By the narrowest of margins, the US Senate rejected legislation on Tuesday approving construction of the Keystone XL pipeline — a controversial infrastructure project that would transport 800,000 barrels of oil per day from Alberta, Canada, to US refineries.
While 60 votes were needed to advance the bill, Louisiana Democrat Mary Landrieu and North Dakota Republican John Hoeven, co-sponsors of the legislation, could muster only 59 of their colleagues to vote in favor of the project. Fourteen Democrats joined all 45 Senate Republicans in supporting the proposal.
Landrieu sought to transform debate of the pipeline into a test of whether or not the Senate supported a strong middle class, while environmental groups have long said the project should be rejected because it will exacerbate climate change.
"We will continue to push for reason over gridlock, common sense over symbolism and solid science over rhetoric to approve Keystone XL and unlock its benefits," Russ Girling, Chief Executive of TransCanada, the company proposing to construct the pipeline, said in a statement.
Terry O'Sullivan, General President of the Laborers' International Union of North America, which represents workers that would help construct the pipeline, said: "The majority of Democrats in the Senate and the White House just don't get it, even though the recent election results surely should have sunk in by now. They have lost their way, their purpose and their base."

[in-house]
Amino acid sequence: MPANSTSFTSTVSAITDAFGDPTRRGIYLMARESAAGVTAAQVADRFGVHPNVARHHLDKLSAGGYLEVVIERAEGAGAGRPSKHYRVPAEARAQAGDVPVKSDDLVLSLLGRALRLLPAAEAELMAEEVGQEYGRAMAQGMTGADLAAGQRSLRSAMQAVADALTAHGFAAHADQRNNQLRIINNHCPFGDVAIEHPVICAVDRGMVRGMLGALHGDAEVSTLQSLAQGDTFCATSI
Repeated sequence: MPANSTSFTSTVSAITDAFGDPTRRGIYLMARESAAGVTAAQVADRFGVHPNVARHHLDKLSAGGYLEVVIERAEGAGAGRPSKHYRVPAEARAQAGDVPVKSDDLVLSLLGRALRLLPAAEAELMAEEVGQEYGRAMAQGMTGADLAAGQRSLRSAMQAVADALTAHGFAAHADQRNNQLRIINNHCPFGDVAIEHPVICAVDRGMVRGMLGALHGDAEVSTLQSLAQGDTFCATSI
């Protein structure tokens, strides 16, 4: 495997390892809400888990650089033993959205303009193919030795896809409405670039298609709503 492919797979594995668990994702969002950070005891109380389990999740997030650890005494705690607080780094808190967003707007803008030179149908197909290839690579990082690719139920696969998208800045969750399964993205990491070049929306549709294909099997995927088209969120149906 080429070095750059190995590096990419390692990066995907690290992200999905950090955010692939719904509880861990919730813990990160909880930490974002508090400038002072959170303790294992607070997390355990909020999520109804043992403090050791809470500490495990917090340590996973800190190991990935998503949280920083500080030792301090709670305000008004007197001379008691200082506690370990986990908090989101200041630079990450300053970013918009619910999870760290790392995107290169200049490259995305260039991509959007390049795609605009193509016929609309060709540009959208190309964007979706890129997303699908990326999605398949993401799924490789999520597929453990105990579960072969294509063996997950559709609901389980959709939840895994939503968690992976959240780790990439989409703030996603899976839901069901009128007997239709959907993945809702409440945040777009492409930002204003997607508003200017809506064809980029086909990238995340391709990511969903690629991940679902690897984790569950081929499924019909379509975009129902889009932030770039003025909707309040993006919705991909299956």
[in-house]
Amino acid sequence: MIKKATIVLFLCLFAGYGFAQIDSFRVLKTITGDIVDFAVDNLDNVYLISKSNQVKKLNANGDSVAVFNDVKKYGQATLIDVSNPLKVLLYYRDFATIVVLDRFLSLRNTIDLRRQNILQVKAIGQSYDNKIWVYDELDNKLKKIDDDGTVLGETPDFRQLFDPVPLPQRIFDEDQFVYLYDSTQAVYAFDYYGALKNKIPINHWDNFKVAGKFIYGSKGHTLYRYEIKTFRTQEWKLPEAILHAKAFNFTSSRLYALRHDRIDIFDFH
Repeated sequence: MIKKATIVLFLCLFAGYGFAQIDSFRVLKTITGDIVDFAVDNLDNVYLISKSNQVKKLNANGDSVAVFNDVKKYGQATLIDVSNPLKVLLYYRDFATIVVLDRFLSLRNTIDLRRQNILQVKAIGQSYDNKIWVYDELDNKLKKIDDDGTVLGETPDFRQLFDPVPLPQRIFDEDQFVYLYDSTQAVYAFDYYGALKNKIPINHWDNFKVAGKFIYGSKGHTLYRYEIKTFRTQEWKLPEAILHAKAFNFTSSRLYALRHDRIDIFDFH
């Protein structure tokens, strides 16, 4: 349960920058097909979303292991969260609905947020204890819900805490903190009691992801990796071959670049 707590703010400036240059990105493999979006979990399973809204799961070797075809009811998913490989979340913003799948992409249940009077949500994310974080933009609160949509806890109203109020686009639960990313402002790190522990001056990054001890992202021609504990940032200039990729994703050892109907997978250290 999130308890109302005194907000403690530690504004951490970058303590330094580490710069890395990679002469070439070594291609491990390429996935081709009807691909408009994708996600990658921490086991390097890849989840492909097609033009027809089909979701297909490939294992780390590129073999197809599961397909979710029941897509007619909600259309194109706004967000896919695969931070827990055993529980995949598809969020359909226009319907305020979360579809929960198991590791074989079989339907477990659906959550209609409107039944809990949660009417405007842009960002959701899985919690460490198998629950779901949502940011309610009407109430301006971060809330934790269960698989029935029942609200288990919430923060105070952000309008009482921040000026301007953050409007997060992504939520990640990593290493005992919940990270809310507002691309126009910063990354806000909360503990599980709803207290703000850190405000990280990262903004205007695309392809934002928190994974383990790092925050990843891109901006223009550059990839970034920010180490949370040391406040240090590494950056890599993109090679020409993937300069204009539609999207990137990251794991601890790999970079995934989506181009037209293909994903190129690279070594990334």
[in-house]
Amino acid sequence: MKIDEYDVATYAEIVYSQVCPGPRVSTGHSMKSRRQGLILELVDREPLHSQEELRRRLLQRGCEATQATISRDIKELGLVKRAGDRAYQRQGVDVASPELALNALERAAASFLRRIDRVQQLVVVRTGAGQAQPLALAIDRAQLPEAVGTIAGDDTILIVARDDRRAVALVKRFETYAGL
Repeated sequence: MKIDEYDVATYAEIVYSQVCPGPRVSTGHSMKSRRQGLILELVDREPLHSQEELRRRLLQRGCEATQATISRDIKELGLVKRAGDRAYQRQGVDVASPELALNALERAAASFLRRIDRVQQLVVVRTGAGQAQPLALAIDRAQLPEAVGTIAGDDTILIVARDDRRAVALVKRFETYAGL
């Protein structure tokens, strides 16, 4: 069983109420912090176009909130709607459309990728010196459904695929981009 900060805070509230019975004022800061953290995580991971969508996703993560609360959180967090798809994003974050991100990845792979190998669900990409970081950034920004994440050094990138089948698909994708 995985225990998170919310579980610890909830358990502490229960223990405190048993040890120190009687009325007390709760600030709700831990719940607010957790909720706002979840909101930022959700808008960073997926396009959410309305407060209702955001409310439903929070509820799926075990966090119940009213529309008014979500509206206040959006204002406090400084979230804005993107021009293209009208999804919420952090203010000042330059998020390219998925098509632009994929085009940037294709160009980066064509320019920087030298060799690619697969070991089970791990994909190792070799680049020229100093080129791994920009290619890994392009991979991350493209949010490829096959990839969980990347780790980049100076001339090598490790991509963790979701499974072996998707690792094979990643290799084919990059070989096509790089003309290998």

The president of environmental organization Sierra Club, Michael Brune, said: "We applaud the Senators who stood up for the health of our families and our climate by fighting back against this big polluter-funded sideshow. There's no good reason the Senate should have wasted all this time on yet another meaningless push for Keystone XL."
The Senate appears set to take up the issue again in the New Year, when Republicans, fresh off midterm election victories, gain the majority of the upper house of Congress.
Kentucky Senator Mitch McConnell, who will likely become the Senate majority leader in the new Congress, said a bill approving construction of the pipeline would be advanced "very early up" in the next session.
Sixty-three senators in the new Congress are expected to vote in favor of legislation approving Keystone XL, just shy of the 67 votes needed to override a veto, which President Obama has hinted would happen if a Keystone bill reached his desk.
"I believe we will have the votes to pass the bill in January when a number of new senators who support my legislation take office and the new Congress begins," Hoeven said in a statement following the vote.
"The new Republican-controlled Congress was swept into power on a tidal wave of Big Oil money, so there's no doubt they'll be looking to give the industry a Keystone XL sized handout as soon as possible," Jamie Henn of environmental group 350.org told VICE News. "But just like this recent vote, the back and forth in Congress will be nothing but political theater. The real decision on the pipeline continues to rest with the president."
Follow Robert S. Eshelman on Twitter: @RobertSEshelman